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|Positive ||Dave_in_Devon ||On Sep 7, 2008, Dave_in_Devon from Torquay
United Kingdom (Zone 9b) wrote:
A hybrid between P. myrtifolia and P. oppositifolia, I've found this to be a very rewarding small shrub (up to 1.5m) for growing in the milder coastal regions of southern England. The foliage is a very pleasing silvery blue-green, which forms a perfect backdrop to the striking magenta flowers. Here it flowers for a good 8 months of the year when well established and can flower almost continuously in mild-winter years.
Mine has withstood lows of -2C (28F) followed by days when temps failed to rise above 5C (40F) without any hint of damage and it can cope quite severe gales coming in off the sea.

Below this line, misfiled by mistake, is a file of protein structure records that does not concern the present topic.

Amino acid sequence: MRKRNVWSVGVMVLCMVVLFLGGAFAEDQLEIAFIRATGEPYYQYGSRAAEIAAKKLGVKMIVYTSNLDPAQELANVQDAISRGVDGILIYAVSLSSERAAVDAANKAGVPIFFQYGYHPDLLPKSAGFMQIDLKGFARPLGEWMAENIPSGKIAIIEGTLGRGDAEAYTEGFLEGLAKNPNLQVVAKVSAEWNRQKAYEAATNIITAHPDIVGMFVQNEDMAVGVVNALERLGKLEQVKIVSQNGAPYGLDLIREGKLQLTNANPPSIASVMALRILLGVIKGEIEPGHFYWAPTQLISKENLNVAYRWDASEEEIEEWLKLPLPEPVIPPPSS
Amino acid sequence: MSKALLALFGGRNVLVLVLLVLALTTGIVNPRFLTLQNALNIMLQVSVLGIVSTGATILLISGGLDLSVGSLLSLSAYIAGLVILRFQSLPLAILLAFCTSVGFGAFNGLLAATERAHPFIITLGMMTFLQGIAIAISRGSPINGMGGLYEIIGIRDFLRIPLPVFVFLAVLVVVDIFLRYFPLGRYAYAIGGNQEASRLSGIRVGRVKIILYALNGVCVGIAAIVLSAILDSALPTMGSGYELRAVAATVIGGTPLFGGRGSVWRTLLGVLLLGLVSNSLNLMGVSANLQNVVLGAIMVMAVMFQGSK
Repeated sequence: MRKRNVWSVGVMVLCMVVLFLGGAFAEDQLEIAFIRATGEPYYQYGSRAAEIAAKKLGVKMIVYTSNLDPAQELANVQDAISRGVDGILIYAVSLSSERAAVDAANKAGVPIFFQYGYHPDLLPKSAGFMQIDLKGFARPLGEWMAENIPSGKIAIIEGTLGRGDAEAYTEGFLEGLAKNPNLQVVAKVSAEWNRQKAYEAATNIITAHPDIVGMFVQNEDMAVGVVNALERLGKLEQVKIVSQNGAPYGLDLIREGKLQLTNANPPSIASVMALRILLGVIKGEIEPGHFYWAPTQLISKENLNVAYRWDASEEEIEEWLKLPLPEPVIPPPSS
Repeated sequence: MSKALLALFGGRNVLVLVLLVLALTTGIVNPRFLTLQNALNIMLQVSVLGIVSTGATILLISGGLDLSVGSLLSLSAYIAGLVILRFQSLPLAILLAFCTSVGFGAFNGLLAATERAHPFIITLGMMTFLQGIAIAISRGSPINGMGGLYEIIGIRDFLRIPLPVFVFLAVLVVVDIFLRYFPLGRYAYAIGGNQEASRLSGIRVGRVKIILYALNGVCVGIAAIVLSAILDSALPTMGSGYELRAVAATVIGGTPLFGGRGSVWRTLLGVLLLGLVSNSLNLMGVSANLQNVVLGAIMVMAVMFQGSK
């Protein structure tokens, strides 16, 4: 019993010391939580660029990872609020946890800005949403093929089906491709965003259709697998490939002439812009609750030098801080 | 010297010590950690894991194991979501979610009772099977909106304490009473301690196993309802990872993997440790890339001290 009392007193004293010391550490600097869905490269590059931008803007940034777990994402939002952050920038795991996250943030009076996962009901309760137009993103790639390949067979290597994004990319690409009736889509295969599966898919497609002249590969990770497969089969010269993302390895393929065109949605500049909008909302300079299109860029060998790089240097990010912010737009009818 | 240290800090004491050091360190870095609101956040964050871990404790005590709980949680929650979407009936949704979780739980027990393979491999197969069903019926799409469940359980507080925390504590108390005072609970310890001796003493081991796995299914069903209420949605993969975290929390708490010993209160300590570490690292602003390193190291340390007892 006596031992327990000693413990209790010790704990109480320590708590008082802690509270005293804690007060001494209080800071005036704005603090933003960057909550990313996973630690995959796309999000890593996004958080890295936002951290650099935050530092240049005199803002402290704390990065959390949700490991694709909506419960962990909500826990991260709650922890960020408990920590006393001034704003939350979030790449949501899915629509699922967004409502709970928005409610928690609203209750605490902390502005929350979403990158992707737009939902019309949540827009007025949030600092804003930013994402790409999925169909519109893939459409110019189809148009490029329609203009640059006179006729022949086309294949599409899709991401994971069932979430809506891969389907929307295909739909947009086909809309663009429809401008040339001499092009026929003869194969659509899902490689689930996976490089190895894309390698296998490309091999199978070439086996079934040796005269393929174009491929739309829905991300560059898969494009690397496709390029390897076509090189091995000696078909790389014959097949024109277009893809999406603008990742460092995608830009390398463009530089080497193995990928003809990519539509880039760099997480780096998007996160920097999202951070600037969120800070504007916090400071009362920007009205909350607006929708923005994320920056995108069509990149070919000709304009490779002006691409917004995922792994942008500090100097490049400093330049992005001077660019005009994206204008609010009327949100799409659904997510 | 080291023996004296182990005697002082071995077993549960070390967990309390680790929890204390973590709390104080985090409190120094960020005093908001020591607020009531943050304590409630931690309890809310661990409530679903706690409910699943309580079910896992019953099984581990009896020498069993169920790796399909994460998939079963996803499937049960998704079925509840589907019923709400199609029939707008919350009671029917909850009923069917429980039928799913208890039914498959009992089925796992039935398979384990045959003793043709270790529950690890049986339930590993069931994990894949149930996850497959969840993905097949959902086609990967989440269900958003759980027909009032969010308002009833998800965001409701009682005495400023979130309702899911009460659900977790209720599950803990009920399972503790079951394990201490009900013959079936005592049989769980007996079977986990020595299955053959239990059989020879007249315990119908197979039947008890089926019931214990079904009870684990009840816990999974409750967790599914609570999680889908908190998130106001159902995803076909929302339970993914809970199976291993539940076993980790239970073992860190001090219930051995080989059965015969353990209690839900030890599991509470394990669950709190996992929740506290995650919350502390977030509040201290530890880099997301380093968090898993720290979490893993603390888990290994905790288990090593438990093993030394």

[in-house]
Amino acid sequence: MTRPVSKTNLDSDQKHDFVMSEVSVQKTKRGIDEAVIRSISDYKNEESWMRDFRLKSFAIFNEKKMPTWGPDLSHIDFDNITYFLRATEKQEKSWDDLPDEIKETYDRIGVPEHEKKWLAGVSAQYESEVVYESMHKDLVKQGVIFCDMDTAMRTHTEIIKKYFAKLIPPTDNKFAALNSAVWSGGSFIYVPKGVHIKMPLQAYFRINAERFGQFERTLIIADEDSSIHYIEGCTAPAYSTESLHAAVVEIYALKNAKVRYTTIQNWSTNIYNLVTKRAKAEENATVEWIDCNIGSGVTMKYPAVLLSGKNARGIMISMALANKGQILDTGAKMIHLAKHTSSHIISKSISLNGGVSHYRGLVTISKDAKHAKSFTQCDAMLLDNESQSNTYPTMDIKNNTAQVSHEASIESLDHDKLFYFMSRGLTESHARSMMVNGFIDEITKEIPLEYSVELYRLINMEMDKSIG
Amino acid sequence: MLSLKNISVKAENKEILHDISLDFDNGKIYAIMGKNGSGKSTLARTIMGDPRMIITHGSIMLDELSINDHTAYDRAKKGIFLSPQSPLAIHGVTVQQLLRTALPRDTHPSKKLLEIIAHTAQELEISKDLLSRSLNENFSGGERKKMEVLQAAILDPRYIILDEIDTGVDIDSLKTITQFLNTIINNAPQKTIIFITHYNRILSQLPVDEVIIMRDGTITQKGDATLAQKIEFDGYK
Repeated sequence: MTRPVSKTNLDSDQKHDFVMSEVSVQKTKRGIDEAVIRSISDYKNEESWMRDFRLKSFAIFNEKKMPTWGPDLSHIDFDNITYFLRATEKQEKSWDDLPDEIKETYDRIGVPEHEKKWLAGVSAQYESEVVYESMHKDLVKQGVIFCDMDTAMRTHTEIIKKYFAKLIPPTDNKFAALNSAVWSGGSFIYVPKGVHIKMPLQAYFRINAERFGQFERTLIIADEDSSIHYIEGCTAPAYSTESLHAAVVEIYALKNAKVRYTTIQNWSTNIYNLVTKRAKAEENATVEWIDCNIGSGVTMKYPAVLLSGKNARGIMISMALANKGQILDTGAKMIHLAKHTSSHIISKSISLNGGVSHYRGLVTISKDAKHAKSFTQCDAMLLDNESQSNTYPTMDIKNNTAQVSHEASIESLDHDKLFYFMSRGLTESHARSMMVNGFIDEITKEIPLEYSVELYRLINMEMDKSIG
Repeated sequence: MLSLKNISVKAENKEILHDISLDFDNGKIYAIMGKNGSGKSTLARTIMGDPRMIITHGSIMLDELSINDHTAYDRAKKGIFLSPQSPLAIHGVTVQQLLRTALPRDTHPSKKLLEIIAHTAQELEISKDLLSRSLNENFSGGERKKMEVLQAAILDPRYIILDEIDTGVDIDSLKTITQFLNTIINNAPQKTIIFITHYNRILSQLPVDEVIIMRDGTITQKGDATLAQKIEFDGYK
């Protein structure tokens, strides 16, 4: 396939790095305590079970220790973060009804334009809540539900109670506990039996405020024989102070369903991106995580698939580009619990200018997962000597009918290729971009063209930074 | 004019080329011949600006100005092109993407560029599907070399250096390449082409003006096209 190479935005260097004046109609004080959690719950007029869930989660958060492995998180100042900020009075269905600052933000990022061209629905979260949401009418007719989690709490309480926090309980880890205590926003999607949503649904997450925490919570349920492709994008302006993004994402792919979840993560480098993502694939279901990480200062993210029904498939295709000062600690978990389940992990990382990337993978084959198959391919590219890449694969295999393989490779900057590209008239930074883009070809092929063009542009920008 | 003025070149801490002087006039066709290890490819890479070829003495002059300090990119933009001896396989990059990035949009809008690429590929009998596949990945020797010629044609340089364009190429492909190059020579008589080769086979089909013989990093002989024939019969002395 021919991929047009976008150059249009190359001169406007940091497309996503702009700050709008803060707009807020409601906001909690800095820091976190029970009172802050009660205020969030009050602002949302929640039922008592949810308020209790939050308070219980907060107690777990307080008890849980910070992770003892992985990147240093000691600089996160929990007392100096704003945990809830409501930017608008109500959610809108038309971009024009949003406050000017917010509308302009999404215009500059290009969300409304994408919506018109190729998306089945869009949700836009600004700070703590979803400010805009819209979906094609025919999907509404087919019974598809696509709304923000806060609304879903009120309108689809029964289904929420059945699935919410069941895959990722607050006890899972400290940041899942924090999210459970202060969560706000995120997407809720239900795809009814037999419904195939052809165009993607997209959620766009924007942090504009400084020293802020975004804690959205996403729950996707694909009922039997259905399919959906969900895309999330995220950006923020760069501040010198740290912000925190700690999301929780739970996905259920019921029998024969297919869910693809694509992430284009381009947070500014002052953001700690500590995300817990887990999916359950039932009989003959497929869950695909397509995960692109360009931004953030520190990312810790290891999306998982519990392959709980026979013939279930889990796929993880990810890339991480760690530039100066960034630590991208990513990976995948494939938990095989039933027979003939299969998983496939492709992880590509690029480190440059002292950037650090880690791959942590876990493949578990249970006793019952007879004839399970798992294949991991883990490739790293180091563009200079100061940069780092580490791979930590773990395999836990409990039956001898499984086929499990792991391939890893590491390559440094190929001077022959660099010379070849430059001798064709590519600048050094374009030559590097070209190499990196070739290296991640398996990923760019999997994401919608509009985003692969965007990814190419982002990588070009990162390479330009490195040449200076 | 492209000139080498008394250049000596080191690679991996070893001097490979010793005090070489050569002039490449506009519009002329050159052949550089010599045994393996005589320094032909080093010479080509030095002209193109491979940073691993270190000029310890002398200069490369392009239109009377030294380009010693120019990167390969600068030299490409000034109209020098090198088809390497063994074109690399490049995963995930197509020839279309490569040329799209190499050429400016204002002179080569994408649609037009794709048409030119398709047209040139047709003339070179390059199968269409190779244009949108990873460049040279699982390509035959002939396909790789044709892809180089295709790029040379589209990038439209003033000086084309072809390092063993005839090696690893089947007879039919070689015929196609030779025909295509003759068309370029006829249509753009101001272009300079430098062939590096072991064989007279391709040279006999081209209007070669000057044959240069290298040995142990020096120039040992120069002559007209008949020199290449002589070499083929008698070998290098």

It does very well in a well-drained, sandy soil and seems to be moderately drought resistant, although growth and flowering will be affected. Full sun at this latitude is essential in order to promote free flowering, although it will grow away quite well in light shade.
|Neutral ||Baa ||On Aug 31, 2001, Baa wrote:
Parentage P. myrtifolia var grandiflora x fruticosa var. cordata
Erect, rounded evergreen shrub, has ovate or lance shaped, glaucous, mid-deep green leaves 1 inch long and can be alternate or opposite on the same plant. Bears leafy, terminal racemes of light purple or deep rose pink flowers with fringed keel.
Flowers all summer and into autumn.
Minimum temperature 42F.
Needs shade from hot sun. Monthly balanced liquid fertiliser when in growth, a loamless potting compost and good ventilation is required.
Aphids and whitefly can be a problem to this plant.
This plant has been said to grow in the following regions:
Meiners Oaks, California
San Leandro, California
Coral Springs, Florida